“Deletion Process_Only you can see my history: Investigating Digital Privacy, Digital Oblivion, and Control on Personal Data Through an Interactive Art Installation” by Goni

  • ©Kryiaki Goni




    Deletion Process_Only you can see my history: Investigating Digital Privacy, Digital Oblivion, and Control on Personal Data Through an Interactive Art Installation



    In light of recent controversies surrounding massive data collection by corporations and government agencies, digital privacy, the right to oblivion, and data ownership have become increasingly important concerns. This paper describes the author’s artwork, Deletion Process_Only you can see my history, an interactive art installation based on her eight-year personal search history in the Google search engine. While the personal search history maintains a sense of privacy, according to the company’s own declaration, the author reveals this archive to viewers in order to raise awareness and provoke reflection on the aforementioned subjects. The author discusses her motivation, describes the making process and the decisions made at each step of designing the installation, while integrating at the same time a deeper discussion on the place of digital privacy and oblivion within the contemporary approach to art and technology.


    1. Surveillance & Society, <http://library.queensu.ca/ojs/index.php/surveillance-and-society/about/history>.

    2. D. Lyon, The Electronic Eye: The Rise of Surveillance Society (Minneapolis: University of Minnesota Press, 1994), 57–80.

    3. G. Deleuze, “Postscript on the Societies of Control,” October Vol. 59, 7 (Winter 1997).

    4. See, for example, J. Finn, “Surveillance Studies and Visual Art: An Examination of Jill Magid’s Evidence Locker,” Surveillance & Society Vol. 10, No. 2, 134–149 (2012).

    5. L.J. Bannon, “Forgetting as a Feature, Not a Bug: the Duality of Memory and Implications for Ubiquitous Computing,” CoDesign Journal Vol. 2, No. 1, 3–15 (2006).

    6. V. Mayer-Schönberger, Delete: The Virtue of Forgetting in the Digital Age (Princeton, NJ: Princeton University Press, 2009) 12.

    7. A.R. Luria, The Mind of a Mnemonist: A Little Book About a Vast Memory (New York: Basic Books, 1968).

    8. Google Gmail, <http://goo.gl/RqD9j>.

    9. M. Kuneva, Keynote Speech, Roundtable on Online Data Collection, Targeting and Profiling, Brussels, March 31, 2009, <http://goo.gl/fmmsB>.

    10. D.J. Solove, “‘I’ve Got Nothing to Hide’ and Other Misunderstandings of Privacy,” San Diego Law Review Vol. 44, 765 (2007).

    11. Ibid., 764.

    12. European Commision, “Commission Proposes a Comprehensive Reform of the Data Protection Rules,” Brussels, January 25, 2012, <http://goo.gl/Ulekq>.

    13. N. Lawrence, “Why the Ownership of Personal Data in the Hands of a Few Should Worry Us,” Alternet, <http://goo.gl/vA53hk>.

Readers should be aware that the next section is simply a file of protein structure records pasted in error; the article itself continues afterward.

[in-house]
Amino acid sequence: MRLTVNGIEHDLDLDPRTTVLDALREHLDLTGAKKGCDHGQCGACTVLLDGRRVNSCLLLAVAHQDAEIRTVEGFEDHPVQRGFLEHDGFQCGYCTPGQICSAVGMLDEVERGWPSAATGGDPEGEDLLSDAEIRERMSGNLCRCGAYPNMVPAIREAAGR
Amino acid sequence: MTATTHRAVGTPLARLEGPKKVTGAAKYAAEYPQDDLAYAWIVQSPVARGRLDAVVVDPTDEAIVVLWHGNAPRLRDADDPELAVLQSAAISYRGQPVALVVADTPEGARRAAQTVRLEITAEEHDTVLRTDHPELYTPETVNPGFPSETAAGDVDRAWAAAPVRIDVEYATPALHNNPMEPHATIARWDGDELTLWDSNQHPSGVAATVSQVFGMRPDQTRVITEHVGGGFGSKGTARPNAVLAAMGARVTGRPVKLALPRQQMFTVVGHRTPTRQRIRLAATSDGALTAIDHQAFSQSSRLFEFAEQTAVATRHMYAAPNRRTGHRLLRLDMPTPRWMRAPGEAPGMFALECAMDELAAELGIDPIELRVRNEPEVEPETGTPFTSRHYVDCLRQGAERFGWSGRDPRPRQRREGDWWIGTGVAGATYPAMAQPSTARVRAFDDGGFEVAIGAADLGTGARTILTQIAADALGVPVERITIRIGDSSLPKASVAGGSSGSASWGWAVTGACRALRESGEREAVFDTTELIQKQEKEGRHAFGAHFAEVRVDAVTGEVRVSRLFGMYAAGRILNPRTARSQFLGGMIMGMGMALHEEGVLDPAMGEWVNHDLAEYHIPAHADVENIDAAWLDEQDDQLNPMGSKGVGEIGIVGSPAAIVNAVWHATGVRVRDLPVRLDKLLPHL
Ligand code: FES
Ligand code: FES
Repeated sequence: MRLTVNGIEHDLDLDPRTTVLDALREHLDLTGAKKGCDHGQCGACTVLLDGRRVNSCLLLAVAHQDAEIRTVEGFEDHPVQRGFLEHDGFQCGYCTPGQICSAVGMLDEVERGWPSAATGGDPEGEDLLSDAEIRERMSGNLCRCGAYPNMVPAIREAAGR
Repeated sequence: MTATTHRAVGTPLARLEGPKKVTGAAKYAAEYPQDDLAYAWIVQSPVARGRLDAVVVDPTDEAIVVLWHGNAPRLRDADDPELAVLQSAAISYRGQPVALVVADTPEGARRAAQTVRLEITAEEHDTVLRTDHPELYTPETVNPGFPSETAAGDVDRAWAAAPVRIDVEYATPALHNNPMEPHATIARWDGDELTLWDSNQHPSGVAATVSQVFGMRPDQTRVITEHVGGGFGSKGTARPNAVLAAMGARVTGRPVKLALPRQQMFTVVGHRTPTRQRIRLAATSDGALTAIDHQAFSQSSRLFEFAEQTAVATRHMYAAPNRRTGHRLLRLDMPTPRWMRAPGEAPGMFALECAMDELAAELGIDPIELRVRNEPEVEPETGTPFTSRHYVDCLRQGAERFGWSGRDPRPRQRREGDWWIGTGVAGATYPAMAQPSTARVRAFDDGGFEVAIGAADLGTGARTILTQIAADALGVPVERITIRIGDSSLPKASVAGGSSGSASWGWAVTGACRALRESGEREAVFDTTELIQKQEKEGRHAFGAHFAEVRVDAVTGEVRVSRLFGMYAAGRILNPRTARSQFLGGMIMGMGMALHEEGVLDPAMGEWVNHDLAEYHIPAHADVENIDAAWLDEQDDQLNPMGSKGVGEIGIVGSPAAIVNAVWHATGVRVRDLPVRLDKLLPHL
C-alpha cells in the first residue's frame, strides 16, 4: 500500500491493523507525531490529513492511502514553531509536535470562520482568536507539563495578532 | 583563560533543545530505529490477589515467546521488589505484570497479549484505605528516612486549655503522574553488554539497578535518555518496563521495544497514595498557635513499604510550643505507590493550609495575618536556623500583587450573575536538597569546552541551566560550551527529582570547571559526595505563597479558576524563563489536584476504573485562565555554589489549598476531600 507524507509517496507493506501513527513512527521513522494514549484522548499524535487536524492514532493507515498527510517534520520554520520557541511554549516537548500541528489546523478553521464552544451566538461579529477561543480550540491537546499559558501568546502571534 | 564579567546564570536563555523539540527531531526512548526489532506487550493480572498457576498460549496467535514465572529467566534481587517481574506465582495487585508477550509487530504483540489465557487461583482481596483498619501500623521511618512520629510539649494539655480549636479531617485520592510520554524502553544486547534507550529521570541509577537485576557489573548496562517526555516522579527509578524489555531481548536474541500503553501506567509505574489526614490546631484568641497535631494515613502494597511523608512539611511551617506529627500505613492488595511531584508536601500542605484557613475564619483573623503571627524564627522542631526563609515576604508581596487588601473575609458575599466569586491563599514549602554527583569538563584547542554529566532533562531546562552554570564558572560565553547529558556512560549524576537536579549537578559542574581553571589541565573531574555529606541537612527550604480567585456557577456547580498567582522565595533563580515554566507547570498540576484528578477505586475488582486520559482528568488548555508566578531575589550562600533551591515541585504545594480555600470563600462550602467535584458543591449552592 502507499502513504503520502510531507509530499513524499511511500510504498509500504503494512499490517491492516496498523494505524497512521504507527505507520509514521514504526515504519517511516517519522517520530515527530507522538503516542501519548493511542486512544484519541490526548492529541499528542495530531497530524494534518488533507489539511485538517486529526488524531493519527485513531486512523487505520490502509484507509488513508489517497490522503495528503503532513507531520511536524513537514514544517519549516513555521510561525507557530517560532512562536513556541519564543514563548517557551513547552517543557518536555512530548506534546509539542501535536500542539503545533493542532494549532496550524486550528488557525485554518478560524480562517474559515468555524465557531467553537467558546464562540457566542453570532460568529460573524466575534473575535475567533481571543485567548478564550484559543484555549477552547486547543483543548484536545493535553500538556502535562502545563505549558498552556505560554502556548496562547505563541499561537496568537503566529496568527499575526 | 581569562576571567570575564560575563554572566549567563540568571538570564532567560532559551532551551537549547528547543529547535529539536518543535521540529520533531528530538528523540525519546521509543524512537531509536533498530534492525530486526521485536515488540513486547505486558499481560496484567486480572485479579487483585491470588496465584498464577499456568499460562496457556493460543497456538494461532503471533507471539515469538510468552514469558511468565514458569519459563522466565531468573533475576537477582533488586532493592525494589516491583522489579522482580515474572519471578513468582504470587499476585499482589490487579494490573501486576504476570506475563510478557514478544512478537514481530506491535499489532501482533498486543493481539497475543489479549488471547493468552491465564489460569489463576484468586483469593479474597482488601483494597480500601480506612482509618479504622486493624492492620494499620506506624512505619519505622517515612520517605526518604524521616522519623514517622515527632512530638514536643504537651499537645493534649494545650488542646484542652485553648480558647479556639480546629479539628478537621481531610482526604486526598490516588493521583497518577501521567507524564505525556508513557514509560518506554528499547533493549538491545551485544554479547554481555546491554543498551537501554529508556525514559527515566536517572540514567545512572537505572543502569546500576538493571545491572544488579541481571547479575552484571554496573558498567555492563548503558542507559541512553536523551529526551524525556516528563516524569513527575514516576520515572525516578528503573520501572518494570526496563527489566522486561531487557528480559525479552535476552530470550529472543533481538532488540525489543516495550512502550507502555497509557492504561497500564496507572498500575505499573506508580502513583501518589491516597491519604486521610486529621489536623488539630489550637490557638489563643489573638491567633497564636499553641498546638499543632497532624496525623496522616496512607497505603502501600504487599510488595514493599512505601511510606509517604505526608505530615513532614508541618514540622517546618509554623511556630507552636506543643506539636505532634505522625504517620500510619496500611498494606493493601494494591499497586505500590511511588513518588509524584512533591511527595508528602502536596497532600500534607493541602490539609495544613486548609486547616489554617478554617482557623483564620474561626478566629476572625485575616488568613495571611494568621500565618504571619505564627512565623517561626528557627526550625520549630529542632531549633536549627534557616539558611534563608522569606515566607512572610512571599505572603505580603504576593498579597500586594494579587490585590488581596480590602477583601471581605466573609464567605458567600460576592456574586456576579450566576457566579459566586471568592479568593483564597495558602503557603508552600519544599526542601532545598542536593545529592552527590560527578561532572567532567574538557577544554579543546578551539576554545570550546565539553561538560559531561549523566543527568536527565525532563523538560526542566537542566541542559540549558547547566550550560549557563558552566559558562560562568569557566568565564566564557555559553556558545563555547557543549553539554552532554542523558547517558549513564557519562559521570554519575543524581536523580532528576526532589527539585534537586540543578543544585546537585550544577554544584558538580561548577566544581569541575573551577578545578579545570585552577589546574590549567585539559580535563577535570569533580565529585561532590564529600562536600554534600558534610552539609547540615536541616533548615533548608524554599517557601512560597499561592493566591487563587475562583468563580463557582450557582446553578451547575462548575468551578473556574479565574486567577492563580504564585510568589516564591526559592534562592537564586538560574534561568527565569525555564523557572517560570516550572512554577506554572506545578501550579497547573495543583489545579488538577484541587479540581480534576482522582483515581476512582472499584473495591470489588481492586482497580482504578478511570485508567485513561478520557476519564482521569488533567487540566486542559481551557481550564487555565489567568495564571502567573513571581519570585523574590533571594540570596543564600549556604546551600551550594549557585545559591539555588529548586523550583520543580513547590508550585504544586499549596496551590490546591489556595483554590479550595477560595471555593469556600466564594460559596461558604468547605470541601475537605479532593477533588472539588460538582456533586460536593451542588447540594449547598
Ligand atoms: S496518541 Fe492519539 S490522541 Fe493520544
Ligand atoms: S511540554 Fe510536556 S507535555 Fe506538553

14. M. Pasquinelli, “Anomaly Detection: The Mathematization of the Abnormal in the Metadata Society,” <https://www.academia.edu/10369819/Anomaly_Detection_The_Mathematization_of_the_Abnormal_in_the_Metadata_Society>.

    15. Ibid.

    16. Ibid.

    17. P. Maass, “Art in a Time of Surveillance,” The Intercept, November 13, 2014, <https://theintercept.com/2014/11/13/art-surveillance-explored-artists/>.

    18. CTRL[SPACE], Rhetorics of Surveillance from Bentham to Big Brother, <http://ctrlspace.zkm.de/e/>.

    19. E. and F. Mattes, Life Sharing, <http://0100101110101101.org/>.

    20. Eva and Franco Mattes co-curated the exhibition Black Chamber, on the theme of surveillance, on display at the Škuc Gallery in Ljubljana, Slovenia, March 10–April 1, 2016. <http://aksioma.org/black.chamber/>.

    21. J. Dawson, “Tracking Himself: ‘The Orwell Project’,” The Washington Post, May 12, 2007, <http://www.washingtonpost.com/wp-dyn/content/article/2007/05/11/AR2007051102030.html>.

    22. H. Elahi, Tracking Transience, <http://trackingtransience.net/>.

    23. D. Vasiliev and J. Oliver, “PRISM: The Beacon Frame,” <https://criticalengineering.org/projects/prism-the-beacon-frame/>.

    24. Laura Poitras: Astro Noise, an exhibition catalog with chapters by notable contributors, <http//whitney.org/Exhibitions/LauraPoitras>.

    25. K. Buford, “Data Art vs. Visualization? The Distinction is Unproductive, Says Artist Jer Thorp,” Silicon Angle, August 22, 2012, <http://goo.gl/JGhkl>.

    26. K. Hillis, M. Petit, and K. Jarrett, Google and the Culture of Search (New York: Routledge, 2012) 27–30.

    27. Ibid.

    28. Ibid.

    29. “Google (verb),” Wikipedia, <https://en.wikipedia.org/wiki/Google_(verb)>.

    30. K. Goni, Deletion Process_Only you can see my history, <kyriakigoni.com/history>. The piece runs live online.

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